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Your Environment. Your Health.

NIEHS WTP: February 19, 2021 Newsbrief

Weekly E-Newsbrief, February 19, 2021

Weekly E-Newsbrief

February 19, 2021

The E-Newsbrief of the National Clearinghouse is a free weekly newsletter focusing on new developments in the world of worker health and safety. Each issue provides summaries of the latest worker health and safety news from newspapers, magazines, journals, government reports, and the Web, along with links to the original documents. Also featured each week are updates from government agencies that handle hazmat and worker safety issues such as DOE, EPA, OSHA and others.

Subscribing to the National Clearinghouse Newsbrief is the best way to stay on top of the worker health and safety news.

Top StoriesBack to Top

We Have, And Need, Better Alternatives Than Landfills

Why not landfills? Burying our trash in the ground presents long-term risks to our groundwater supplies. We are currently spending hundreds of millions of taxpayer dollars to clean up old, leaking landfills. The value of materials dumped in landfills is lost, that's tens of millions of dollars buried in the ground forever. Finally, landfills emit methane and other potent greenhouse gases at much higher rates than recycling, composting or waste-to-energy.

Minneapolis Star Tribune [Author: Debbie Goettel, Fran Miron, and Victoria Reinhardt]

IN BRIEF: Watchdog Sues Feds Over 'Interim' Storage of Radioactive Waste

Nuclear watchdog Beyond Nuclear in Washington D.C. federal appeals court has sued the Nuclear Regulatory Commission (NRC) to halt the licensing process of a planned above-ground storage facility for highly radioactive nuclear waste in west Texas that the plaintiffs say would be unsafe.

Reuters [Author: Sebastien Malo]

California’s Aging Dams Face New Perils, 50 Years After Sylmar Quake Crisis

It was a harrowing vision of the vulnerability of aging California dams — crews laboring feverishly to sandbag and drain the lower San Fernando Reservoir, as billions of gallons of Los Angeles drinking water lapped at the edge of a crumbling, earthquake-damaged embankment that threatened catastrophe on the neighborhoods below.

Los Angeles Times [Author: Louis Sahagun]

In Tuskegee, Painful History Shadows Efforts to Vaccinate African Americans

A lingering mistrust of the medical system makes some Black Americans more hesitant to sign up for COVID-19 vaccines. It has played out in early data that show a stark disparity in whom is getting shots in this country – more than 60% going to white people, and less than 6% to African Americans.

NPR [Author: Debbie Elliott]

Why Firefighters Are Facing A Growing Mental Health Challenge

Climate change is fueling more destructive, harder-to-control disasters like last year's massive wildfires. The mental and emotional toll for firefighters and first responders is alarming. NPR’s Morning Edition dives into the critical issue of firefighters and mental health.

NPR [Author: Nathan Rott]

New York Sues Amazon Alleging ‘Flagrant Disregard’ of Health Standards at Warehouses

New York Attorney General Letitia James accused Amazon of “repeatedly and persistently” failing to provide adequate protection to its warehouse workers in the state, suing the e-commerce giant. The company’s “flagrant disregard for health and safety requirements” at facilities in Queens and Staten Island “threatened serious illness and grave harm” to workers.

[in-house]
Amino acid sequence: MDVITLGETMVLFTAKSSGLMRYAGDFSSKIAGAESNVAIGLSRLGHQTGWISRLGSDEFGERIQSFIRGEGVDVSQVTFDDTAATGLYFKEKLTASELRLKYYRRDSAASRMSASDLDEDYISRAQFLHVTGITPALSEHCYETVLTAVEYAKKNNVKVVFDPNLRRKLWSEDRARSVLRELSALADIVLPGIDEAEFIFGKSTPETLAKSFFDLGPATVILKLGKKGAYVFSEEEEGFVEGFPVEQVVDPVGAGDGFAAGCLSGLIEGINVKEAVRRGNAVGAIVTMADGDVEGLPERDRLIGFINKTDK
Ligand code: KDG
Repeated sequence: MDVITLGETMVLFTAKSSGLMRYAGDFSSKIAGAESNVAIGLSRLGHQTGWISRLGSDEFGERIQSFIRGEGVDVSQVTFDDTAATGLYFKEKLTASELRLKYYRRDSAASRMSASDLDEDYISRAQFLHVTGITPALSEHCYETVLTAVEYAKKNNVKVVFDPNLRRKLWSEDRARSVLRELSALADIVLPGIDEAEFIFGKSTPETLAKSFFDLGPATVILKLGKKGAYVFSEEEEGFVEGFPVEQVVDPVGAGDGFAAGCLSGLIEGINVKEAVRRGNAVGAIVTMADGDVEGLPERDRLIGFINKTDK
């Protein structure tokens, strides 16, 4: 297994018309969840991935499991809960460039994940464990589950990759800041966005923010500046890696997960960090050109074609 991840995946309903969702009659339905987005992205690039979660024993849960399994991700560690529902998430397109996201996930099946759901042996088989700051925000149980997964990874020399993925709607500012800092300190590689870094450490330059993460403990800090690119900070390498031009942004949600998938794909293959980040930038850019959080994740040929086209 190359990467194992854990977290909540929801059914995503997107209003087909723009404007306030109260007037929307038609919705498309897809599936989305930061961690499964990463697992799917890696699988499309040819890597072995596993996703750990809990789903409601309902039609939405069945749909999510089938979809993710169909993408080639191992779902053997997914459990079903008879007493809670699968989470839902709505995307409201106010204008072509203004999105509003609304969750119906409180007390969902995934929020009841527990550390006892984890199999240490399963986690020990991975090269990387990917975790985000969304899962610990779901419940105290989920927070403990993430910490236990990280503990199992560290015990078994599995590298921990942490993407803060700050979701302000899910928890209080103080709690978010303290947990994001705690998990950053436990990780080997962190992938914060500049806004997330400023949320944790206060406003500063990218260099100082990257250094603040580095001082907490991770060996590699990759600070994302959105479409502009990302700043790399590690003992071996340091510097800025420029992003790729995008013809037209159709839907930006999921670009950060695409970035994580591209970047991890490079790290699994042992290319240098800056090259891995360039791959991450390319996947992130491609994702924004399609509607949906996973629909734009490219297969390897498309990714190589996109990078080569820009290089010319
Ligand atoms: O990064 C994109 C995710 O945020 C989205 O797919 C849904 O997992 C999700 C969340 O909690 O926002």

Washington Post [Author: Jay Greene]

OSHA Virus Emergency Rule Looms as Potent Weapon for Litigation

President Joe Biden’s directive that the federal Occupational Safety and Health Administration (OSHA) consider an Emergency Temporary Standard to combat the spread of Covid-19 in American workplaces has management-side attorneys and advocates bracing for that rule’s potential impact on litigation.

Bloomberg Law [Author: Fatima Hussein]

Calendar FeaturesBack to Top

Defense High Level Waste: Path Forward in the New Administration

The Energy Communities Alliance will be hosting a webinar on Wednesday, February 24, 2021 from 12:00 to 4:00 p.m. ET. The webinar will include discussions on U.S. Department of Energy cleanup priorities, how Congress plans to address nuclear waste, storage options, and what to expect in the incoming Biden administration.

Meeting Information

Community Visions for Environmental Justice Organizing

How can technical assistance providers such as researchers, lawyers, academics and students support community-led movements for environmental justice? The Duke Environmental Law and Policy Clinic is hosting three Saturday panels featuring community leaders and assistance providers, followed by moderated small-group discussions with speakers and attendees. Panels run from 1:30-2:45 p.m. ET, and discussions run from 3:00-4:15 p.m. ET on Feb. 27, March 6, and March 13.

Meeting Registration

EPA Nominations for NEJAC Membership is Now Open

The U.S. Environmental Protection Agency (EPA) invites nominations from a diverse range of qualified candidates to be considered for appointment to its National Environmental Justice Advisory Council (NEJAC). The Agency is seeking nominations to fill approximately eight (8) new vacancies for terms through September 2022. Any interested person or organization may nominate qualified persons to be considered for appointment to this advisory council. The deadline to apply is March 24.


On The Web This WeekBack to Top

National Academies Recommend Changes to EPA’s TSCA Systematic Review Process

The U.S. Environmental Protection Agency’s (EPA) Office of Pollution Prevention and Toxics (OPPT) should make changes to its systematic review process under the Toxic Substances Control Act (TSCA) to ensure it is comprehensive, workable, objective, and transparent, says a new report from the National Academies of Sciences, Engineering, and Medicine.

National Academies of Science, Engineering, and Medicine